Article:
In this week's review round-up, Seattle Weekly's Hanna Raskin picks three spots serving global breakfasts that she says will get you to rethink your lackluster morning eating habits, while indulging the adventurous eater. On the menu: Cafe Turko in Fremont, A&B Cafe in the International District (formerly known as J&L Cafe), and Sushi Kappo Tamura, the prized sushi joint on Eastlake. On SKT:
My tray was crisscrossed by masterfully cut tuna, a British Columbia scallop, and local sockeye salmon that, nestled into gently seasoned white rice, made for a welcome revamp of the traditional Sunday-morning lox and bagel. The superlative sushi was accompanied by a tangle of tar-black hijiki and roasted squash, a cup of full-bodied green tea, and a soybean-and-octopus salad that tasted surprisingly like the porky beans beloved in Britain, another fish-for-breakfast culture.
The Stranger's Bethany Jean Clement was not as blown away by her visits to Agrodolce, where her dinner expectations were unmet.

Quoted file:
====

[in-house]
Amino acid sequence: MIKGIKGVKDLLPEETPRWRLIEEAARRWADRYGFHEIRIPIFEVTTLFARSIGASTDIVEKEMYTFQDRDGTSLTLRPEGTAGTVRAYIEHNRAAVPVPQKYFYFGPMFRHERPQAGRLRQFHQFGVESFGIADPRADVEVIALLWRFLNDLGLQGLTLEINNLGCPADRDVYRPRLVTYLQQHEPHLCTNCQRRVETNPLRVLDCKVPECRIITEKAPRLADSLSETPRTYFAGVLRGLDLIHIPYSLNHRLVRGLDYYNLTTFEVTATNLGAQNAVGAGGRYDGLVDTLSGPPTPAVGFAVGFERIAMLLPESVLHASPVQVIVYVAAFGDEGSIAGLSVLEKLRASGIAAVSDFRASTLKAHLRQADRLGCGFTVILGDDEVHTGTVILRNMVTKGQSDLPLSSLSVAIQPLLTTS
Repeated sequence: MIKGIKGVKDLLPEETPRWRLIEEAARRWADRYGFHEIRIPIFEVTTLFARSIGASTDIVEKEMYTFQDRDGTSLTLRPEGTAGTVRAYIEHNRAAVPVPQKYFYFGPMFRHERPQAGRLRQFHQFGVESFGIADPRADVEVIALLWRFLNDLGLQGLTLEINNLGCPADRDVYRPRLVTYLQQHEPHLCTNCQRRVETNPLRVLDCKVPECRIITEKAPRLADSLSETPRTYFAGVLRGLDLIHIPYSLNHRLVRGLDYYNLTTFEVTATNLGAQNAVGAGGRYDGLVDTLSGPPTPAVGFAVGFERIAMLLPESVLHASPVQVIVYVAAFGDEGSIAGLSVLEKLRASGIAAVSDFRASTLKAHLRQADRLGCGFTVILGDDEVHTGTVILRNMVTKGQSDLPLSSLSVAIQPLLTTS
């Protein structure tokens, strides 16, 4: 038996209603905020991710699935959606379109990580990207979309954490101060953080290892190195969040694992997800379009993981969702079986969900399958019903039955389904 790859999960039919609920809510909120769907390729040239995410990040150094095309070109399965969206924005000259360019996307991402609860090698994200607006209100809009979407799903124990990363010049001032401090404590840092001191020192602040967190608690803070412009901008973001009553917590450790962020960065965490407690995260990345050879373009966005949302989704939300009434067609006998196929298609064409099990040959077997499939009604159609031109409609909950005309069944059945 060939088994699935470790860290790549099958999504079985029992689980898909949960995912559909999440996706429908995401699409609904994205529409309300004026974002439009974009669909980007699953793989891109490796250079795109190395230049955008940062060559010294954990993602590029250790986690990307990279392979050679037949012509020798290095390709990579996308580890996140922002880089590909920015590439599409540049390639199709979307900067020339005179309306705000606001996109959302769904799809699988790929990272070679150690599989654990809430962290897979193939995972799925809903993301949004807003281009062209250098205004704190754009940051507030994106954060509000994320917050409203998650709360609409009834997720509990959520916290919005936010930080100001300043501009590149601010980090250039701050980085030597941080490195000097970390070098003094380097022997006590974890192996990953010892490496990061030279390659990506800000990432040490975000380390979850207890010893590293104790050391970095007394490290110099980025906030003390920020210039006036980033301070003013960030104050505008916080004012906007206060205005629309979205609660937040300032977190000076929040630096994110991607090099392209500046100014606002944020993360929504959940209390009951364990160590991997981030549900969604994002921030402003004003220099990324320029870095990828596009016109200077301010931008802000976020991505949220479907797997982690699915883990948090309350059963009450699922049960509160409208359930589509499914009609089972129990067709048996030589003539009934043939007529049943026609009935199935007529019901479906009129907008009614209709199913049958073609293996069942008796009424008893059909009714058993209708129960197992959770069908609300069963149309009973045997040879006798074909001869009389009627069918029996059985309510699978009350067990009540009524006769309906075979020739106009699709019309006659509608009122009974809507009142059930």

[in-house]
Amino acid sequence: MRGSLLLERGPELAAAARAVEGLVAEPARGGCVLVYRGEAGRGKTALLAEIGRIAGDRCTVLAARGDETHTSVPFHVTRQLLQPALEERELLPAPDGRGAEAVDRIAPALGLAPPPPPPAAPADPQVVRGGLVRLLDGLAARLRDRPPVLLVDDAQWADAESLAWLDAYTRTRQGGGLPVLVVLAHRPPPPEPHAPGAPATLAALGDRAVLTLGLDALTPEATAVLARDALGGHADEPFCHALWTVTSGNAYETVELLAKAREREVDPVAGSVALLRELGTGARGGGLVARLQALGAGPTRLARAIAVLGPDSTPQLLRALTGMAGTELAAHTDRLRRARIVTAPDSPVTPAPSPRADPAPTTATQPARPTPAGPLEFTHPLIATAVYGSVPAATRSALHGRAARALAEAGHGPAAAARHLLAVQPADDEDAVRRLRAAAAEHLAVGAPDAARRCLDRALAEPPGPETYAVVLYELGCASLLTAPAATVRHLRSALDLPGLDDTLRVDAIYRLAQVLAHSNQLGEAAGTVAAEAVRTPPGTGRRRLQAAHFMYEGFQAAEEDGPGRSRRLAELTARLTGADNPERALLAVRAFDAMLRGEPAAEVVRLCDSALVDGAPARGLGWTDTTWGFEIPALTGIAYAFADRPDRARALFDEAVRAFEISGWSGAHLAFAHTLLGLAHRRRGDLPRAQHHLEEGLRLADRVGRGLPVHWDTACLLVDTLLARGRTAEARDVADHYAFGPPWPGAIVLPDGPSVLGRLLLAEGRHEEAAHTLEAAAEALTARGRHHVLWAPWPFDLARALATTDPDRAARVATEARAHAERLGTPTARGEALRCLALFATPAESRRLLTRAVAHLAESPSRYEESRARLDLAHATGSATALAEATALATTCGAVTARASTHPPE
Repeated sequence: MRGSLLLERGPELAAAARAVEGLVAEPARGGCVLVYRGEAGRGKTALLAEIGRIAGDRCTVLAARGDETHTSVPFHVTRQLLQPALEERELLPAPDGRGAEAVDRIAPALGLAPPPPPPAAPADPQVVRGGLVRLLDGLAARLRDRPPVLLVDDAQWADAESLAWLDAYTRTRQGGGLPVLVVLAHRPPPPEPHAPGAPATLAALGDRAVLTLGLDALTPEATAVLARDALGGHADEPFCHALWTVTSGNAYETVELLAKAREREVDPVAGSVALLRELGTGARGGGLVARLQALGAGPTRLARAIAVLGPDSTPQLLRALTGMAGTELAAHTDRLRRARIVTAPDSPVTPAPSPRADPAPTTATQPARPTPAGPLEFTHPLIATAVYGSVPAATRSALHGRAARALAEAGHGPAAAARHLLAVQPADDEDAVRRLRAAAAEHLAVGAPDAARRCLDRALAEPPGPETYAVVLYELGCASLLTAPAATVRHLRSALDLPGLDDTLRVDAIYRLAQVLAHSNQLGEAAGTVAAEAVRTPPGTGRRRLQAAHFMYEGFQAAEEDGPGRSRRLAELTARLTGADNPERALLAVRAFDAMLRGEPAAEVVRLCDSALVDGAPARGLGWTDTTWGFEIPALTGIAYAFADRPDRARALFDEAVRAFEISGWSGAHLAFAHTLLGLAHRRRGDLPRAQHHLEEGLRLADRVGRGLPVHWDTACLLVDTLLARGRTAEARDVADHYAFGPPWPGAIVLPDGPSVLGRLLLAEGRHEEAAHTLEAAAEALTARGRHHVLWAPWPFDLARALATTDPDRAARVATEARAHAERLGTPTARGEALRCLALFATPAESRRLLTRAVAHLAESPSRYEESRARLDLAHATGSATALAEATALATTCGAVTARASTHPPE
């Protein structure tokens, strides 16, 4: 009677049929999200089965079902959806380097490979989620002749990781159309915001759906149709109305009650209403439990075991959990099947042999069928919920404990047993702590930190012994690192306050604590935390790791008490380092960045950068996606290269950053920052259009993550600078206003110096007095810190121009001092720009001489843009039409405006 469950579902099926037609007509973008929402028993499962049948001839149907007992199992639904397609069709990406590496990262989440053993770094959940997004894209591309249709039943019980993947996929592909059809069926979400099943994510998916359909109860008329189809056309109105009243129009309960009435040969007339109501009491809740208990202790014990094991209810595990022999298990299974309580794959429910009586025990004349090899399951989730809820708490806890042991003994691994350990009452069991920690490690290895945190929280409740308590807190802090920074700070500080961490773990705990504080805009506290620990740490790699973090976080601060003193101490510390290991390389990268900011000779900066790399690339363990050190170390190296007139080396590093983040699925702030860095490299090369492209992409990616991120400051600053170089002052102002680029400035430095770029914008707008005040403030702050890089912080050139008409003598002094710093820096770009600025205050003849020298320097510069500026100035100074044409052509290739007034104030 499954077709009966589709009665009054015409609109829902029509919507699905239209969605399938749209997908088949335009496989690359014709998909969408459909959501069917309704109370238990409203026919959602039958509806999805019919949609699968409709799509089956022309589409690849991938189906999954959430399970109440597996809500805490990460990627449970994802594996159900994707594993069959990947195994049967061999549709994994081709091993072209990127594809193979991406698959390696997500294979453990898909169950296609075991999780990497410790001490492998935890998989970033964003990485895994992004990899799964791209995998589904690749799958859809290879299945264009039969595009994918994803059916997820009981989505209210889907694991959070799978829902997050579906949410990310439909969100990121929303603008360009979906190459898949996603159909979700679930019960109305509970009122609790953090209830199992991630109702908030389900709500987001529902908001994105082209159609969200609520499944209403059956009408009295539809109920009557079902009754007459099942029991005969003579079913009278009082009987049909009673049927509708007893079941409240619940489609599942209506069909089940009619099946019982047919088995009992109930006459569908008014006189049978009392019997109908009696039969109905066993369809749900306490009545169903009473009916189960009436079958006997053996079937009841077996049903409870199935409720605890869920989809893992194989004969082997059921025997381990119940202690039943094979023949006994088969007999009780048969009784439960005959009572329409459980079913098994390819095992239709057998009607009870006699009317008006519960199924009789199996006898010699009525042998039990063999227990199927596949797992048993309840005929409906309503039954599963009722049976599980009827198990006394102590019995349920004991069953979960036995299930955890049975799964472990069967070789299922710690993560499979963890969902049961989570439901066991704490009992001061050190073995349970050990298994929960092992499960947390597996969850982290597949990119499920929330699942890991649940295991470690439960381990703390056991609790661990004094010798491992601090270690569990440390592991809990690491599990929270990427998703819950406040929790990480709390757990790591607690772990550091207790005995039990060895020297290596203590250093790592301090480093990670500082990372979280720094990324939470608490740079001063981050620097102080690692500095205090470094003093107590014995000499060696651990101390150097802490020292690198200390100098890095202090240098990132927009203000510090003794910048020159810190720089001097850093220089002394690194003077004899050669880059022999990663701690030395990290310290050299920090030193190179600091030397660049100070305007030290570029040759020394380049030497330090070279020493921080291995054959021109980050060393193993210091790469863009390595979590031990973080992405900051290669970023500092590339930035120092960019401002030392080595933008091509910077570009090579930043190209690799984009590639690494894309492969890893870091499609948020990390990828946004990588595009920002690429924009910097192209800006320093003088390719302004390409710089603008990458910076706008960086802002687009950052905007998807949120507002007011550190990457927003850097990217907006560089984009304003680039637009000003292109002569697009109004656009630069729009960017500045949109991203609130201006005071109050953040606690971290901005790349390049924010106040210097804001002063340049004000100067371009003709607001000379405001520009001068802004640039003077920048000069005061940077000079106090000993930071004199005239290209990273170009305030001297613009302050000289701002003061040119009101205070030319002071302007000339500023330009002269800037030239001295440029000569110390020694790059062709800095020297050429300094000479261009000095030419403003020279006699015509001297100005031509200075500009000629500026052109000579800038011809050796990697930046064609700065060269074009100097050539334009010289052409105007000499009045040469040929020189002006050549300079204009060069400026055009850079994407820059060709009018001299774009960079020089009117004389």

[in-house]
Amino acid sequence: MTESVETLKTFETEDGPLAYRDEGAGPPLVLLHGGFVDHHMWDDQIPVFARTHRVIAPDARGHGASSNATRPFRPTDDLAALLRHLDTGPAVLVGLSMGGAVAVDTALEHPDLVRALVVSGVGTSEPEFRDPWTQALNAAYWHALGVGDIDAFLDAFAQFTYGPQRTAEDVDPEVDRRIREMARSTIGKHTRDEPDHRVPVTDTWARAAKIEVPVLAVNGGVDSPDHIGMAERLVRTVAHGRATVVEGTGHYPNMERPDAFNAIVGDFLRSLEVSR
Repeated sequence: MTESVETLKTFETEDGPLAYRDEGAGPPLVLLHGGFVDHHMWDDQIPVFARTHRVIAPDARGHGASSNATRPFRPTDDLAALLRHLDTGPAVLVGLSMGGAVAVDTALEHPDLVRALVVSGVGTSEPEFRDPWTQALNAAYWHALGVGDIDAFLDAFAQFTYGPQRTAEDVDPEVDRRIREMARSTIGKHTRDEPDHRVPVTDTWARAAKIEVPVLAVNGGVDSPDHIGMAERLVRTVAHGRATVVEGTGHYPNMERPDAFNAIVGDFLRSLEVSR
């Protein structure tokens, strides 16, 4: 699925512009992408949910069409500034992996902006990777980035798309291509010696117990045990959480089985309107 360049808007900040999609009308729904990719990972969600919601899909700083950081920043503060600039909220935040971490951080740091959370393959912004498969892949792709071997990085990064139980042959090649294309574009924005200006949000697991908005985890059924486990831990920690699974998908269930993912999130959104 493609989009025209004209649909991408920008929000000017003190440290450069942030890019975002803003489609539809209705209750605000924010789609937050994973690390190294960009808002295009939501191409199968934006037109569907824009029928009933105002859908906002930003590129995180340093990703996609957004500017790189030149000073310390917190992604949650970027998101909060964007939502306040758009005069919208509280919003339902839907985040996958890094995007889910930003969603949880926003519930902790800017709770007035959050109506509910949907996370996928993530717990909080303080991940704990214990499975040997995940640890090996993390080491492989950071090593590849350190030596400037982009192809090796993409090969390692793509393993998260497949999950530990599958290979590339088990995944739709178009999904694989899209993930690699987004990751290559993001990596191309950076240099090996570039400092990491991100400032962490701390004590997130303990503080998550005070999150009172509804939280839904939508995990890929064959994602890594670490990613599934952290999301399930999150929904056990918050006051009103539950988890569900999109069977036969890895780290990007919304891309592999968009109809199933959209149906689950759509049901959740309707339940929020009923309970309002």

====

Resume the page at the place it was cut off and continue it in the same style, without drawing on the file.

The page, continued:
BJC says her experience at Agrodolce was "just fine," which is not good enough when talking about the James Beard Award-winning chef/owner, Marian Hines:
It does not feel altogether right to take food like this—scrupulously sourced, carefully crafted, and, knowing Maria Hines, made with genuine love—and pick it apart, when, in fact, there's nothing wrong with it. But right now, only a handful of things at Agrodolce seem to reflect her expertise in making food that you just never want to stop eating.
What appears to be BJC's happiest moment was found in a bitter green salad accompanied by "the oozing of a soft-boiled egg so good, you could sense the happiness of the chicken that laid it."
· All Week in Reviews [~ESEA~]
· It's 8 a.m. Somewhere [Seattle Weekly]
· Sweet and Sour [The Stranger]